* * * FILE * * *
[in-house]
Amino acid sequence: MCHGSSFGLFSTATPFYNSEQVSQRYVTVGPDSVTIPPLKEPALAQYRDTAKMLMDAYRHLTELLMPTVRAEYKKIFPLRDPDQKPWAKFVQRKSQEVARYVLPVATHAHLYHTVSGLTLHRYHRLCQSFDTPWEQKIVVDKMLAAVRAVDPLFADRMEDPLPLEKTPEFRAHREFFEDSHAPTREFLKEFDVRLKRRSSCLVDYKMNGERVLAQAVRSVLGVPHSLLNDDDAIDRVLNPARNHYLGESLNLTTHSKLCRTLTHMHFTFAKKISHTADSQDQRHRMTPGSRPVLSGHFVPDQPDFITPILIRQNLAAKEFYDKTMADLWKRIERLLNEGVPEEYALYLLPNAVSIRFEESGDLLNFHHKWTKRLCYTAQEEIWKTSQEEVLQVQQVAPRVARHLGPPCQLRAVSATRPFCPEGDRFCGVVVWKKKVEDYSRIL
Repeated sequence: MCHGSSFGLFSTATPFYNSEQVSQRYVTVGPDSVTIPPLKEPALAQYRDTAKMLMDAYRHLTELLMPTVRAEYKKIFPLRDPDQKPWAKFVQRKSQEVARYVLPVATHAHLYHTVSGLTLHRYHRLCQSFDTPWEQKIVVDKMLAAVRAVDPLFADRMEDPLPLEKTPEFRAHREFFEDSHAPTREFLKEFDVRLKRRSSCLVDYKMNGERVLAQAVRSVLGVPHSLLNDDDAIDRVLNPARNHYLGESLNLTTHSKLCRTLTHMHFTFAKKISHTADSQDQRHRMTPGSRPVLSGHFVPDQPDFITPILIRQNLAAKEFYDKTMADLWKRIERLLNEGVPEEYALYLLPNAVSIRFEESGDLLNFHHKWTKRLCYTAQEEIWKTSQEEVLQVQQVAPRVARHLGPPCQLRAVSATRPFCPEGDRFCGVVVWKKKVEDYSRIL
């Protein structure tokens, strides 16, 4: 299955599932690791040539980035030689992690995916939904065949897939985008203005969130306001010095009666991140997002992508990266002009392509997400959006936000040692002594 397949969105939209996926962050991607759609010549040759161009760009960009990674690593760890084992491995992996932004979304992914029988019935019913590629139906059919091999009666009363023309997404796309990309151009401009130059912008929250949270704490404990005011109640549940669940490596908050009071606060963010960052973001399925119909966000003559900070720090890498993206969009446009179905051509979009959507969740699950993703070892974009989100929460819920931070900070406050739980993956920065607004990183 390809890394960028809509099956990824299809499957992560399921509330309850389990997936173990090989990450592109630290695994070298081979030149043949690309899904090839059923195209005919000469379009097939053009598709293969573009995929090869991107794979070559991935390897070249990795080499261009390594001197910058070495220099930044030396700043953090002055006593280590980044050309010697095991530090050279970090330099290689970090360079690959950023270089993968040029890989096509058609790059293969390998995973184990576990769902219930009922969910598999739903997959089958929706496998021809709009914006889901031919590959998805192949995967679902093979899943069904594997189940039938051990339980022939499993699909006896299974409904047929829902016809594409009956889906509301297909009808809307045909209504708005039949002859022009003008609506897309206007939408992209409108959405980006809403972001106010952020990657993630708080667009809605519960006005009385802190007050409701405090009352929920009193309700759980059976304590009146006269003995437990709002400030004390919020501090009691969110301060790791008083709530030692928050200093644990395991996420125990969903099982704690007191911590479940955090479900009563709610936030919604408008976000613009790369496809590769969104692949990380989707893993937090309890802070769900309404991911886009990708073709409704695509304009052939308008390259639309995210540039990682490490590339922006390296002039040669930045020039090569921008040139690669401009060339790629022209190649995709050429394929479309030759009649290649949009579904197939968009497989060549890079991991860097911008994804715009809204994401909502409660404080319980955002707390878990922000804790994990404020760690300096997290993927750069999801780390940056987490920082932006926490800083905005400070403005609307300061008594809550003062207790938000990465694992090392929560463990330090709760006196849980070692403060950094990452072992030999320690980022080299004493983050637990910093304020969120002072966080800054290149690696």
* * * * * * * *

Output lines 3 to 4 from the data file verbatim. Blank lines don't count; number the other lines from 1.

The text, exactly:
Repeated sequence: MCHGSSFGLFSTATPFYNSEQVSQRYVTVGPDSVTIPPLKEPALAQYRDTAKMLMDAYRHLTELLMPTVRAEYKKIFPLRDPDQKPWAKFVQRKSQEVARYVLPVATHAHLYHTVSGLTLHRYHRLCQSFDTPWEQKIVVDKMLAAVRAVDPLFADRMEDPLPLEKTPEFRAHREFFEDSHAPTREFLKEFDVRLKRRSSCLVDYKMNGERVLAQAVRSVLGVPHSLLNDDDAIDRVLNPARNHYLGESLNLTTHSKLCRTLTHMHFTFAKKISHTADSQDQRHRMTPGSRPVLSGHFVPDQPDFITPILIRQNLAAKEFYDKTMADLWKRIERLLNEGVPEEYALYLLPNAVSIRFEESGDLLNFHHKWTKRLCYTAQEEIWKTSQEEVLQVQQVAPRVARHLGPPCQLRAVSATRPFCPEGDRFCGVVVWKKKVEDYSRIL
């Protein structure tokens, strides 16, 4: 299955599932690791040539980035030689992690995916939904065949897939985008203005969130306001010095009666991140997002992508990266002009392509997400959006936000040692002594 397949969105939209996926962050991607759609010549040759161009760009960009990674690593760890084992491995992996932004979304992914029988019935019913590629139906059919091999009666009363023309997404796309990309151009401009130059912008929250949270704490404990005011109640549940669940490596908050009071606060963010960052973001399925119909966000003559900070720090890498993206969009446009179905051509979009959507969740699950993703070892974009989100929460819920931070900070406050739980993956920065607004990183 390809890394960028809509099956990824299809499957992560399921509330309850389990997936173990090989990450592109630290695994070298081979030149043949690309899904090839059923195209005919000469379009097939053009598709293969573009995929090869991107794979070559991935390897070249990795080499261009390594001197910058070495220099930044030396700043953090002055006593280590980044050309010697095991530090050279970090330099290689970090360079690959950023270089993968040029890989096509058609790059293969390998995973184990576990769902219930009922969910598999739903997959089958929706496998021809709009914006889901031919590959998805192949995967679902093979899943069904594997189940039938051990339980022939499993699909006896299974409904047929829902016809594409009956889906509301297909009808809307045909209504708005039949002859022009003008609506897309206007939408992209409108959405980006809403972001106010952020990657993630708080667009809605519960006005009385802190007050409701405090009352929920009193309700759980059976304590009146006269003995437990709002400030004390919020501090009691969110301060790791008083709530030692928050200093644990395991996420125990969903099982704690007191911590479940955090479900009563709610936030919604408008976000613009790369496809590769969104692949990380989707893993937090309890802070769900309404991911886009990708073709409704695509304009052939308008390259639309995210540039990682490490590339922006390296002039040669930045020039090569921008040139690669401009060339790629022209190649995709050429394929479309030759009649290649949009579904197939968009497989060549890079991991860097911008994804715009809204994401909502409660404080319980955002707390878990922000804790994990404020760690300096997290993927750069999801780390940056987490920082932006926490800083905005400070403005609307300061008594809550003062207790938000990465694992090392929560463990330090709760006196849980070692403060950094990452072992030999320690980022080299004493983050637990910093304020969120002072966080800054290149690696």